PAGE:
At the fifth biennial ministerial meeting in support of the Comprehensive Test Ban Treaty, UN Secretary General Ban Ki-moon delivered a passionate statement in support of the CTBT.
Nuclear testing has left a legacy of devastated and uninhabitable landscapes and lasting health and economic effects on local and downwind populations.
More troubling, nuclear testing has still not been consigned to history. Two tests have been conducted in the past five years.
Until we have universal adherence to a legally-binding global norm against nuclear testing, there is no guarantee that nuclear tests will not recur.
Developing new nuclear weapons and modernizing existing weapons are incompatible with our collective non-proliferation and disarmament efforts.
He called on those states that have not yet ratified the CTBT, especially those "Annex 2" countries who must ratify the treaty in order for it to enter into force, to ratify the treaty quickly.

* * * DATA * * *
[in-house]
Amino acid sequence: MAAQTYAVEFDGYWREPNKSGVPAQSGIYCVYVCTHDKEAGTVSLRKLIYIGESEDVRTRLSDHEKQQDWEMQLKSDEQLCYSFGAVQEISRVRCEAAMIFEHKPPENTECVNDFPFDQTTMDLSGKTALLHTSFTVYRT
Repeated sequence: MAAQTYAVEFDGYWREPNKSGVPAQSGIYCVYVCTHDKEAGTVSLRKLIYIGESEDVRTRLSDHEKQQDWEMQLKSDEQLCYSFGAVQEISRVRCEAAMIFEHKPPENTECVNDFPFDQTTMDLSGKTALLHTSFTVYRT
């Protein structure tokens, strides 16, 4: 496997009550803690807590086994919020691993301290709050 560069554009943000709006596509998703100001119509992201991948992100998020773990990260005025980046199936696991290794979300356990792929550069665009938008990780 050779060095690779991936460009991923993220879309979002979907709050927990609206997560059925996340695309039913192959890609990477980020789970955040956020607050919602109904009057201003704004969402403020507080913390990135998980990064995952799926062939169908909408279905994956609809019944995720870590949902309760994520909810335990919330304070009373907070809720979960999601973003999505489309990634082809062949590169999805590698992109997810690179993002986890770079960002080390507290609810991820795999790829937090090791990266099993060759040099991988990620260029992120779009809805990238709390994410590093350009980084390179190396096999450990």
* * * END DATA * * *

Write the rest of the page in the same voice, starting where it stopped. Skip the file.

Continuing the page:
I have called on numerous occasions for those States whose ratification is required for the Treaty's entry into force to act first without waiting to others to do so.
We can no longer wait for the perfect international environment before taking advantage of existing – and potentially short-lived – opportunities.
Be courageous. Take the initiative. Be the first mover.
The Arms Control Association and the Project for the CTBT fully support the Secretary General's remarks, and encourage the Obama administration to pursue CTBT ratification as soon as possible. As Daryl Kimball wrote in a recent Carnegie Endowment for International Peace Proliferation Analysis:
Nuclear testing is a dangerous and unnecessary vestige of the past. U.S. inaction on the CTBT is self-defeating and counterproductive. The United States has neither the intention nor need to renew testing, yet its failure to ratify the CTBT undermines both U.S. leadership credibility and the United States’ ability to improve the detection and deterrence of testing by others.
Following the approval of the New Strategic Arms Reduction Treaty (START), President Obama should undertake the major high-level campaign that will be needed to push the CTBT through the Senate in 2011. And it is the Senate’s responsibility to the nation to reconsider the CTBT on the basis of an honest and up-to-date analysis of the facts and issues at stake.